Standard Laparoscopic Versus Robotic Retromuscular Ventral Hernia Repair

Jeremy A Warren, MD, William S Cobb, MD, Joseph A Ewing, MS, Alfredo M Carbonell, DO. Greenville Health System, University of South Carolina School of Medicine, Greenville

Laparoscopic ventral hernia repair (LVHR) is widely performed, with comparable recurrence rates to those reported with open repairs, but much lower incidence of surgical site infection (SSI).  However, there is potential for delayed complications associated with intraperitoneal placement of prosthetic mesh, particularly if a subsequent abdominal operation (SAO) is required.  Incidence of enterotomy or bowel resection during SAO with intraperitoneal mesh is as high as 20%.   Robotic instrumentation allows greater flexibility and dexterity to allow duplication of an open retromuscular hernia repair, which is our standard open technique, using a minimally invasive approach.  Robotic retromuscular ventral hernia repair (RRVHR) combines the lower wound morbidity associated with laparoscopy, with complete abdominal wall reconstruction (AWR) and extraperitoneal mesh placement previously only possible with open repair.

All LVHR and robotic RRVHR performed in our institution between June 2013 through May of 2015 and contained in the American Hernia Society Quality Collaborative (AHSQC) database were analyzed.  Continuous bivariate analyses were done with Students t-test.  Continuous non-parametric data were compared with Chi-squared test, or Fishers Exact for small sample sizes (n<5).  P-values <0.05 were considered statistically significant.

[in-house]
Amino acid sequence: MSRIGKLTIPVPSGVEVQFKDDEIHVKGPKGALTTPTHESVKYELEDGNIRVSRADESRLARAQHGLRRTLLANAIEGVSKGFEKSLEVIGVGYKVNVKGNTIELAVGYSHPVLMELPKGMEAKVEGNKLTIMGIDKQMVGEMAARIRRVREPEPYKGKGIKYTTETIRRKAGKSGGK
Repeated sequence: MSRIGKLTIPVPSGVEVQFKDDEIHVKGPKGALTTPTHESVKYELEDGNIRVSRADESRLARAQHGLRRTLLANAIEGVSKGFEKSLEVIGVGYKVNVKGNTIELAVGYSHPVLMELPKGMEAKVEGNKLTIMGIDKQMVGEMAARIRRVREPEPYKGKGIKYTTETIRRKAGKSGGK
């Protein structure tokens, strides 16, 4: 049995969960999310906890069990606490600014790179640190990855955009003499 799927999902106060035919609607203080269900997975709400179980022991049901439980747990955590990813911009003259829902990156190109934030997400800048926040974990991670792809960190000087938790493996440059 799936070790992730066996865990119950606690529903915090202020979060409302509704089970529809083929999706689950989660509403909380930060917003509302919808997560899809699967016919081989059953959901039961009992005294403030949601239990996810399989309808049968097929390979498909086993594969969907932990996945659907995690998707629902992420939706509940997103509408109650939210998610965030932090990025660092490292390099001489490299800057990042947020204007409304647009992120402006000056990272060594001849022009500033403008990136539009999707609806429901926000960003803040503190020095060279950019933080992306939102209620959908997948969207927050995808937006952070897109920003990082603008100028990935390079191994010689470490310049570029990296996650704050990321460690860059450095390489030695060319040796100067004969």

One-hundred three LVHR and 53 RRVHR were performed.  Patients were similar in race, ethnicity, comorbidities, wound classification, and American Society of Anesthesiology score, though the laparoscopic patients were older (60.2 v 52.9yrs; p=0.001). Mean hernia width and area were similar (6.9 v 6.5cm, p=0.508; 88cm2 v 82cm2, p=0.685).  Mesh area was larger with RRVHR (435cm2 v 339 cm2, p=0.014).  Fascial closure was achieved in 96.2% of robotic and 50.5% of laparoscopic cases (p<0.001).  Mesh was placed in an intraperitoneal position in 90.3% of laparoscopic repairs, and in a retromuscular or preperitoneal position in 96.2% of robotic repairs.  A myofascial release was performed in 64.2% of RRVHR.  Operative time was longer robotically (245 v 122min, p<0.001).  Seroma was more common after RRVHR (47.2% v 16.5%, p<0.001), but SSI was similar (3.8% v 1%, p=0.592).  Median length of stay was significantly shorter after RRVHR (1 v 2 days, p=0.004).  Mean direct hospital cost was similar (LVHR $13,943 v RRVHR $19,532; p=0.07).

Our technique for RRVHR obviates the need for intraperitoneal mesh and affords true abdominal wall reconstruction with myofascial releases to offset tension and allow midline fascial closure.  RRVHR is comparable in perioperative morbidity and cost to standard laparoscopic repair, but with significantly shorter length of stay despite a longer operative time and greater tissue dissection. 

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